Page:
The Seventh Amendment Calculator

by Jay Marshall Wolman

There is an interesting financial quirk in the Bill of Rights.  The Seventh Amendment states:

In Suits at common law, where the value in controversy shall exceed twenty dollars, the right of trial by jury shall be preserved, and no fact tried by a jury, shall be otherwise re-examined in any Court of the United States, than according to the rules of the common law.

As some of you may know, the Bill of Rights does not automatically apply to the States; particular clauses are individually held to be incorporated into the Due Process Clause of the 14th Amendment.  This is why, until only recently, the 2nd Amendment was not deemed to restrict a State’s ability to regulate firearms.  See McDonald v. Chicago, 561 U.S. 742 130 S. Ct. 3020, 177 L. Ed. 2d 894 (2010).  In fact, nearly 100 years ago, the 7th Amendment was held not to apply to the States.  See  Minneapolis & St. Louis R. Co. v. Bombolis, 241 U.S. 211, 36 S. Ct. 595, 60 L. Ed. 961 (1916).  

This past August, the 1st Circuit Court of Appeals explicitly rejected a ruling by the U.S. District Court for the District of Puerto Rico incorporating the 7th Amendment.  See González-Oyarzun v. Caribbean City Builders, Inc., 798 F.3d 26 (1st Cir. 2015).   González-Oyarzun involved a claim under the Age Discrimination in Employment Act matter; suit was filed in Federal court, but the employer sought to enforce a forum selection clause requiring it be brought in Commonwealth courts.  However, Puerto Rican Commonwealth courts do not enjoy a right to a jury trial in civil disputes, causing the Federal Court to pass on the constitutionality.  The First Circuit disagreed with the District Court based largely on stare decisis and disagreed with the interpretation as to whether McDonald opened the door for the 7th Amendment.  Unfortunately, it does not appear that there was a petition for a writ of certiorari or request for en banc rehearing filed and the time for both has expired.

The District Court decision gave considerable discussion to the Twenty Dollar clause and its impact on small claims cases.  It was troubled by the fact that such a low threshold for a jury demand undermined the efficiency and policies behind a state small claims court.  [Federally, all claims under Federal law in excess of $20 are tried to a jury; claims in diversity are subject to a $75,000 jurisdictional requirement and are unaffected by the clause.]  However, I believe the clause has been misread.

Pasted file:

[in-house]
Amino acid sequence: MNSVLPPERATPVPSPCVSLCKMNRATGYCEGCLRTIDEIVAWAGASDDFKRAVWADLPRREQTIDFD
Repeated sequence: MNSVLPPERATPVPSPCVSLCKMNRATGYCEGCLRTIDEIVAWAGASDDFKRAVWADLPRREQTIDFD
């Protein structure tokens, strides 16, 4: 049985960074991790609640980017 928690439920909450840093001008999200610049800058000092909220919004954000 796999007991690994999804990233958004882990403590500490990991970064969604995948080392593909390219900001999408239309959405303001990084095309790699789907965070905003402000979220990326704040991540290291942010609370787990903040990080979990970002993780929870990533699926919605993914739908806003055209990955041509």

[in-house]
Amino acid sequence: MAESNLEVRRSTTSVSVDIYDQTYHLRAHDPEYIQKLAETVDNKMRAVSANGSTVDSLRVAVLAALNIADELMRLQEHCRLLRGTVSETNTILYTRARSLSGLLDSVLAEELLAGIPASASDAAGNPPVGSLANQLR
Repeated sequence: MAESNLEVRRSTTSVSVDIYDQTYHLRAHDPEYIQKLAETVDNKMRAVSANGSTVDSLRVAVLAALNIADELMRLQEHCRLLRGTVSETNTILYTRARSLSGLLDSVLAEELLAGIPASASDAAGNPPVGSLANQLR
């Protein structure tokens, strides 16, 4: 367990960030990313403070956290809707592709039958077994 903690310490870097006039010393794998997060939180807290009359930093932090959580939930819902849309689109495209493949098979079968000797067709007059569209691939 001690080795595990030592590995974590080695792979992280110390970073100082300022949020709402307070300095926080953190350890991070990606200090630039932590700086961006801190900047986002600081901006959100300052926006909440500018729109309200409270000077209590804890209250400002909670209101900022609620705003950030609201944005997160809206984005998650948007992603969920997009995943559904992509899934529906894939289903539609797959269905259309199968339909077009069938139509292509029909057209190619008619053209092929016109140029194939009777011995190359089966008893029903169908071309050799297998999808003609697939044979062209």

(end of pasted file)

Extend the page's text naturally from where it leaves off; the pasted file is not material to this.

Twenty dollars today is not the same as twenty dollars on Dec. 15, 1791, when the amendment was ratified.  The Coinage Act of 1792 memorialized the definition of the dollar as understood at the time and used since independence:

DOLLARS OR UNITS–each to be of the value of a Spanish milled dollar as the same is now current, and to contain three hundred and twenty-one grains and four sixteenth parts of a grain of pure, or four hundred and sixteen grains of standard silver.

Fiat money was not introduced until much later.  Thus, I would suggest that $20 in the 7th Amendment is not $20 today, nor is it what an inflation calculator might suggest (which, according to this site is about $275 in today’s money).  Instead, it should be equal to 20 * 321.25 grains of pure silver, which is 6,425 grains of pure silver.

As of the time of writing, the value of $20, being equal to 6,425 grains of pure silver, at the time of the 7th Amendment, would have a market value of $188.20 according to this site.  [Under the record high for silver, on Jan. 18, 1980, it would be $661.91.  More recently, on Sept. 2, 2011, it was $575.84.] In the last 12 months, it has hovered around $200.  Likely, then, a State could still approximate it at $200 and require non-jury small claims cases below that threshold.

Of course, then, this calls into question the filing fees for traditional jury claims, which typically well exceed $200.  But that barrier is for another day.